[alert variation=”alert-info”]Publisher: Feral House
Formats: Paperback, Kindle
Purchase: Powell’s | Amazon | IndieBound | Barnes & Noble | iBooks[/alert]

Originally published in 1937 and out of print for a long time, The Command to Look by William Mortensen and George Durham has now been reprinted in a small paperback edition. In this volume the book has been supplemented by two lengthy essays about Mortensen and his photographic art. During the seventy-eight years this art medium has changed and evolved drastically. Historically this work may have significance in photographic art history but today’s photographers are unlikely to find anything useful in it, although it may have place in libraries.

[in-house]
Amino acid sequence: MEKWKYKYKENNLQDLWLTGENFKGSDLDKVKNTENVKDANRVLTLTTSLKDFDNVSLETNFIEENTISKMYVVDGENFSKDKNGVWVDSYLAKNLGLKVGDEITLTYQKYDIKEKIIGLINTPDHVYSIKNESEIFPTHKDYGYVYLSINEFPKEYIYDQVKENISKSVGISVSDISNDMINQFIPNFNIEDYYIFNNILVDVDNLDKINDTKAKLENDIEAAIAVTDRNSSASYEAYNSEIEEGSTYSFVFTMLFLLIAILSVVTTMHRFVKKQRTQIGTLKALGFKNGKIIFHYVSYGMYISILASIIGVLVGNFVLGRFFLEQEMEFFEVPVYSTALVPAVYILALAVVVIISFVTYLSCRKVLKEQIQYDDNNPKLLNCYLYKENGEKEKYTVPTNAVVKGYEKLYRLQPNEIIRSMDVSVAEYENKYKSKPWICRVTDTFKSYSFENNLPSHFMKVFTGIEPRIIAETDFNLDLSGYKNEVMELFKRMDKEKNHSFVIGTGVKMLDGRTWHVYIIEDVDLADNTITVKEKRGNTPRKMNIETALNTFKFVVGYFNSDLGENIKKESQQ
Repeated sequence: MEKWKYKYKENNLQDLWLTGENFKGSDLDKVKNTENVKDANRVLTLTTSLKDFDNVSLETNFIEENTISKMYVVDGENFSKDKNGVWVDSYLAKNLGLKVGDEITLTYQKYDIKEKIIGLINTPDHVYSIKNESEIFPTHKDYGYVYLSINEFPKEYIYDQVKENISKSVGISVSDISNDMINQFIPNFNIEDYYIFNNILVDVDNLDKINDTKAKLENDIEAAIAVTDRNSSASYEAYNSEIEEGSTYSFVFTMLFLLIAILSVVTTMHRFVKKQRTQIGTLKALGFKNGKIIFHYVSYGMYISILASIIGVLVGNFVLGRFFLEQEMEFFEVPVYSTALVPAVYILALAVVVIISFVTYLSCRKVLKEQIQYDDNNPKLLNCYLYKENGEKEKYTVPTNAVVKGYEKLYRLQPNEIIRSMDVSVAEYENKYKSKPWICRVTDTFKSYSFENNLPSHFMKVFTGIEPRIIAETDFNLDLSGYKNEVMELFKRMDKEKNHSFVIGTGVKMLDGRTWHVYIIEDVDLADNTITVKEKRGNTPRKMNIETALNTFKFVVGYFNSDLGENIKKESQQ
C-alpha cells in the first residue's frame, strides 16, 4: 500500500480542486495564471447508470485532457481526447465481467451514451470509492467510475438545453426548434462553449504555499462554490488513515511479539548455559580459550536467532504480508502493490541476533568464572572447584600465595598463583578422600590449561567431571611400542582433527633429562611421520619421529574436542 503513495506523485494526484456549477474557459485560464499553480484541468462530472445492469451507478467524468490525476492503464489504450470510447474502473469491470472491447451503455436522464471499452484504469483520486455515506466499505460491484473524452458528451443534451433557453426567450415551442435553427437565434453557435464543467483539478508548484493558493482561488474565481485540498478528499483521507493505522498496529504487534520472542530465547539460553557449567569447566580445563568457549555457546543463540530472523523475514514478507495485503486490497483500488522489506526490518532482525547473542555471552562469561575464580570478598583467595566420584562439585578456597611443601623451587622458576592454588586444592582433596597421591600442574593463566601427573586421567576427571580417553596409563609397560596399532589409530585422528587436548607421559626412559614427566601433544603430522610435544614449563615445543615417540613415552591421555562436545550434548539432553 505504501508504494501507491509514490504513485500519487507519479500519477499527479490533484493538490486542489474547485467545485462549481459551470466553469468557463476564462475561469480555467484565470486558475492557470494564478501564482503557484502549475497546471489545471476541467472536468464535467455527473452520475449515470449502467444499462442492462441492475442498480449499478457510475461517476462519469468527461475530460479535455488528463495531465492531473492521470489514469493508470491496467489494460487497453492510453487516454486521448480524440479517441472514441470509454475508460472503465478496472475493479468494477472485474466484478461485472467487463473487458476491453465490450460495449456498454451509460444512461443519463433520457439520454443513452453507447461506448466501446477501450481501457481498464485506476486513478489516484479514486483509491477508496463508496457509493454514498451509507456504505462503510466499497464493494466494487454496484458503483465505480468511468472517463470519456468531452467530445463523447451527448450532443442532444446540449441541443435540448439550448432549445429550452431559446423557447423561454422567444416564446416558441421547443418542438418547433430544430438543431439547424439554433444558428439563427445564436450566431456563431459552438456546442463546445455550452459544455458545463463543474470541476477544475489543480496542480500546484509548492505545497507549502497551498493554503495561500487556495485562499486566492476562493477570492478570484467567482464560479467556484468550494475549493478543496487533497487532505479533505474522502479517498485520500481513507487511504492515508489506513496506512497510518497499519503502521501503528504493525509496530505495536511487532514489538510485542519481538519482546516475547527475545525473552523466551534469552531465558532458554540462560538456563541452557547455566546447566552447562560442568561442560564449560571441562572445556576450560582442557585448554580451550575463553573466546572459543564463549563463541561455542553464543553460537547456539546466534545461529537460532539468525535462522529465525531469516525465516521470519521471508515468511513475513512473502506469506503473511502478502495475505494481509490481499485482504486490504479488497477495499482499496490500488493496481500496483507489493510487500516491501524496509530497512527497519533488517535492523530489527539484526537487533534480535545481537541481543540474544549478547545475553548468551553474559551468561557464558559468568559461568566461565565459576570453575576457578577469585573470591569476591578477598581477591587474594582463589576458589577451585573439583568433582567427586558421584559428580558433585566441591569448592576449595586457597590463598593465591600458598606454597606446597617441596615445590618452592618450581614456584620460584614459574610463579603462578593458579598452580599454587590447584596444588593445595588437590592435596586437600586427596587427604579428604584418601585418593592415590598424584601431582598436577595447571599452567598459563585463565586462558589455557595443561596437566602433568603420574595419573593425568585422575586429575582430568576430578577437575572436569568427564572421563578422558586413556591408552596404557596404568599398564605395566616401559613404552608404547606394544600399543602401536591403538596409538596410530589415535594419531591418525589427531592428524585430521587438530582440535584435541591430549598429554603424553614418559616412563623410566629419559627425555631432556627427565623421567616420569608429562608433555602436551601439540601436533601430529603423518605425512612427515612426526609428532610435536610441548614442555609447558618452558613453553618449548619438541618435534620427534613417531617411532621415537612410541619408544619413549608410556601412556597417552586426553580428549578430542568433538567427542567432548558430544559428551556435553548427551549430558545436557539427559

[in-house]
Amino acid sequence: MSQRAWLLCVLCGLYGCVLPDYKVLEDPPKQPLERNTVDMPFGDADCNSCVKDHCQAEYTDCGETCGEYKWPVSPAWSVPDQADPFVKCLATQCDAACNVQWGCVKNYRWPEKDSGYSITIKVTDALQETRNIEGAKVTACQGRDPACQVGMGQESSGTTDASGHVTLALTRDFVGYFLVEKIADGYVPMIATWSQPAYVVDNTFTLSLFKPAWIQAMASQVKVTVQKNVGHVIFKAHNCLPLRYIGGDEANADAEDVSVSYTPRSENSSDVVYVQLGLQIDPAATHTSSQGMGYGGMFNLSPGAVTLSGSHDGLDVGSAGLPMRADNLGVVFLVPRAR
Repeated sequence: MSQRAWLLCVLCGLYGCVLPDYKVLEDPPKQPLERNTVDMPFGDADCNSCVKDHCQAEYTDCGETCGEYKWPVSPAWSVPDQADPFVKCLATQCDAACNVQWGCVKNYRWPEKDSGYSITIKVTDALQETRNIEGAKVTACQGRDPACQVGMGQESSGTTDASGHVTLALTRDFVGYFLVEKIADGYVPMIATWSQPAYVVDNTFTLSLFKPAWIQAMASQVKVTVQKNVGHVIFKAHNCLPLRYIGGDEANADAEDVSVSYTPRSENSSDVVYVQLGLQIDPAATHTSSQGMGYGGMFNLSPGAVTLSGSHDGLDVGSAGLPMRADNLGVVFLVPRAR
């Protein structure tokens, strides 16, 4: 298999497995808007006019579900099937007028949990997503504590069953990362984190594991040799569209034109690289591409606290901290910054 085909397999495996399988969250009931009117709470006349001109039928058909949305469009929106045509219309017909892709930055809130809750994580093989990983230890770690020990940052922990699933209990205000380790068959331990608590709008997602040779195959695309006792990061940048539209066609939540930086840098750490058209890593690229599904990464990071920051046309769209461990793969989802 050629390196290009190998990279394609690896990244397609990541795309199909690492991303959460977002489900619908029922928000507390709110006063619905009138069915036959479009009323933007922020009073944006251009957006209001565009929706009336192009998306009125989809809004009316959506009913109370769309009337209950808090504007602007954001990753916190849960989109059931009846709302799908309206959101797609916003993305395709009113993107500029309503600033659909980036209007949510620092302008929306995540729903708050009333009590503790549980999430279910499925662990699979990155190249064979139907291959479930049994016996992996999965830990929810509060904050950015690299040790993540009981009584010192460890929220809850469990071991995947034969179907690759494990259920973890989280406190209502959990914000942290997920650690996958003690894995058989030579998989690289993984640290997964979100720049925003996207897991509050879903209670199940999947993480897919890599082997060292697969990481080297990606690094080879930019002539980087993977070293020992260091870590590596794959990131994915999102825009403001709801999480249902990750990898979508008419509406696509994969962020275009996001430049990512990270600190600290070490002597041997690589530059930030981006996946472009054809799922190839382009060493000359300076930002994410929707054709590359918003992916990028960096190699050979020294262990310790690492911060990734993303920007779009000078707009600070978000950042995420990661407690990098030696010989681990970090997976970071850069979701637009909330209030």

“…nothing like it had ever been tried in a mass-market photography book.”

The main body of this book contains fifty-five black-and-white prints having Mortensen’s title and short commentary on the facing page. The comments are in accordance with the author’s formula he developed a photographer should follow “to clarify what makes not only a good picture, but an effective one.” For today’s photographers such a formula is badly out of date. For each photo the author analyzes such elements as DOMINANT MASS, S-CURVE, SENTIMENTAL, SEX, MOVEMENT, HINDRANCE, etc. The two long essays are not easy to read – their languages is awkward, and their style is archaic.

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